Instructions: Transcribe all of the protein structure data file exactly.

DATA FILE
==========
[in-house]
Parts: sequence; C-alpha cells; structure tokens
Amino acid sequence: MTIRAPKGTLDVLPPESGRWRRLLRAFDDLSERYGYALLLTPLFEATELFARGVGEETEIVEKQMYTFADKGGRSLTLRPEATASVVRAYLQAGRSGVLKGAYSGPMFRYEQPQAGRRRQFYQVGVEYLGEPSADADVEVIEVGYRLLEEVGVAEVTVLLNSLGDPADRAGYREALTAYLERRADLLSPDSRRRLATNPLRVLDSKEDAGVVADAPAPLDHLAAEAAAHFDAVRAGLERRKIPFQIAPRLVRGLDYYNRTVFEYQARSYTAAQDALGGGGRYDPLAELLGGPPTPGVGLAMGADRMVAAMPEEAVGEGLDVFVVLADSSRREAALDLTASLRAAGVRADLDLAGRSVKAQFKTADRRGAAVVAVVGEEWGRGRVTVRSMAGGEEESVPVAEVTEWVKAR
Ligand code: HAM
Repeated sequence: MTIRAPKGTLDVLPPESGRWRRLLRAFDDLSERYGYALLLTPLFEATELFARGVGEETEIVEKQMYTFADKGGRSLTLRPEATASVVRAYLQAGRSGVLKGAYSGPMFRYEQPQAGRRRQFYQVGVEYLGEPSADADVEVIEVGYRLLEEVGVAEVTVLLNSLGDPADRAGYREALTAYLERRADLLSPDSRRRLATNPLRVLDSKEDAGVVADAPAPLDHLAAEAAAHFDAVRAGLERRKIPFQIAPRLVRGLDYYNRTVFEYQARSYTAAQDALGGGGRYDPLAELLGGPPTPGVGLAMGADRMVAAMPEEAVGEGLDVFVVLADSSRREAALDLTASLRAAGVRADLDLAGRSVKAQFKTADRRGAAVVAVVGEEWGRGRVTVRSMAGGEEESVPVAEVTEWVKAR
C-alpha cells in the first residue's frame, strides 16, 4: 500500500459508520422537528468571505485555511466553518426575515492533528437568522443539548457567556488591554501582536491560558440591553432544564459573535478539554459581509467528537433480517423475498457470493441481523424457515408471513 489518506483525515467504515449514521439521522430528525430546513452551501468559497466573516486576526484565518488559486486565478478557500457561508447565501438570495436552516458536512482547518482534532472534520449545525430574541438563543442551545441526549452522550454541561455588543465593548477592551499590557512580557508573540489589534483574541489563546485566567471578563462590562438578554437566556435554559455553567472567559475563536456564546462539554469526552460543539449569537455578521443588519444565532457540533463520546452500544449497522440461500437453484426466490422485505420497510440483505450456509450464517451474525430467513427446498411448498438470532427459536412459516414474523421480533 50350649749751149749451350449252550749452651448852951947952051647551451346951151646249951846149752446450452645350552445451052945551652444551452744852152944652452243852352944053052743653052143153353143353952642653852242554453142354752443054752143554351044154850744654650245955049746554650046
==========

[in-house]
Parts: sequence; C-alpha cells; structure tokens
Amino acid sequence: MTIRAPKGTLDVLPPESGRWRRLLRAFDDLSERYGYALLLTPLFEATELFARGVGEETEIVEKQMYTFADKGGRSLTLRPEATASVVRAYLQAGRSGVLKGAYSGPMFRYEQPQAGRRRQFYQVGVEYLGEPSADADVEVIEVGYRLLEEVGVAEVTVLLNSLGDPADRAGYREALTAYLERRADLLSPDSRRRLATNPLRVLDSKEDAGVVADAPAPLDHLAAEAAAHFDAVRAGLERRKIPFQIAPRLVRGLDYYNRTVFEYQARSYTAAQDALGGGGRYDPLAELLGGPPTPGVGLAMGADRMVAAMPEEAVGEGLDVFVVLADSSRREAALDLTASLRAAGVRADLDLAGRSVKAQFKTADRRGAAVVAVVGEEWGRGRVTVRSMAGGEEESVPVAEVTEWVKAR
Ligand code: HAM
Repeated sequence: MTIRAPKGTLDVLPPESGRWRRLLRAFDDLSERYGYALLLTPLFEATELFARGVGEETEIVEKQMYTFADKGGRSLTLRPEATASVVRAYLQAGRSGVLKGAYSGPMFRYEQPQAGRRRQFYQVGVEYLGEPSADADVEVIEVGYRLLEEVGVAEVTVLLNSLGDPADRAGYREALTAYLERRADLLSPDSRRRLATNPLRVLDSKEDAGVVADAPAPLDHLAAEAAAHFDAVRAGLERRKIPFQIAPRLVRGLDYYNRTVFEYQARSYTAAQDALGGGGRYDPLAELLGGPPTPGVGLAMGADRMVAAMPEEAVGEGLDVFVVLADSSRREAALDLTASLRAAGVRADLDLAGRSVKAQFKTADRRGAAVVAVVGEEWGRGRVTVRSMAGGEEESVPVAEVTEWVKAR
C-alpha cells in the first residue's frame, strides 16, 4: 500500500459508520422537528468571505485555511466553518426575515492533528437568522443539548457567556488591554501582536491560558440591553432544564459573535478539554459581509467528537433480517423475498457470493441481523424457515408471513 489518506483525515467504515449514521439521522430528525430546513452551501468559497466573516486576526484565518488559486486565478478557500457561508447565501438570495436552516458536512482547518482534532472534520449545525430574541438563543442551545441526549452522550454541561455588543465593548477592551499590557512580557508573540489589534483574541489563546485566567471578563462590562438578554437566556435554559455553567472567559475563536456564546462539554469526552460543539449569537455578521443588519444565532457540533463520546452500544449497522440461500437453484426466490422485505420497510440483505450456509450464517451474525430467513427446498411448498438470532427459536412459516414474523421480533 50350649749751149749451350449252550749452651448852951947952051647551451346951151646249951846149752446450452645350552445451052945551652444551452744852152944652452243852352944053052743653052143153353143353952642653852242554453142354752443054752143554351044154850744654650245955049746554650046